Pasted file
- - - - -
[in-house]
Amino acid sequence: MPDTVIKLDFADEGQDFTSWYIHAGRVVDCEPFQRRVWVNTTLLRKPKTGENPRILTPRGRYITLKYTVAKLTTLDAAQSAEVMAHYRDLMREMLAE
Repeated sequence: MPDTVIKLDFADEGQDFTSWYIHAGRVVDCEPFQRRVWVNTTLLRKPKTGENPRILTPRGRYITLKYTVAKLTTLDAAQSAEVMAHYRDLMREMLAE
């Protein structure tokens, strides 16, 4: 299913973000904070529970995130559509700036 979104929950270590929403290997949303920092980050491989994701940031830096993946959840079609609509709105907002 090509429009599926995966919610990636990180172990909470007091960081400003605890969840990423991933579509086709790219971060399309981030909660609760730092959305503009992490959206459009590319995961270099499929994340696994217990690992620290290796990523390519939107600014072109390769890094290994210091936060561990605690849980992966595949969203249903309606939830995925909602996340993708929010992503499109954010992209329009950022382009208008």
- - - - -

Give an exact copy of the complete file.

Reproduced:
[in-house]
Amino acid sequence: MPDTVIKLDFADEGQDFTSWYIHAGRVVDCEPFQRRVWVNTTLLRKPKTGENPRILTPRGRYITLKYTVAKLTTLDAAQSAEVMAHYRDLMREMLAE
Repeated sequence: MPDTVIKLDFADEGQDFTSWYIHAGRVVDCEPFQRRVWVNTTLLRKPKTGENPRILTPRGRYITLKYTVAKLTTLDAAQSAEVMAHYRDLMREMLAE
């Protein structure tokens, strides 16, 4: 299913973000904070529970995130559509700036 979104929950270590929403290997949303920092980050491989994701940031830096993946959840079609609509709105907002 090509429009599926995966919610990636990180172990909470007091960081400003605890969840990423991933579509086709790219971060399309981030909660609760730092959305503009992490959206459009590319995961270099499929994340696994217990690992620290290796990523390519939107600014072109390769890094290994210091936060561990605690849980992966595949969203249903309606939830995925909602996340993708929010992503499109954010992209329009950022382009208008």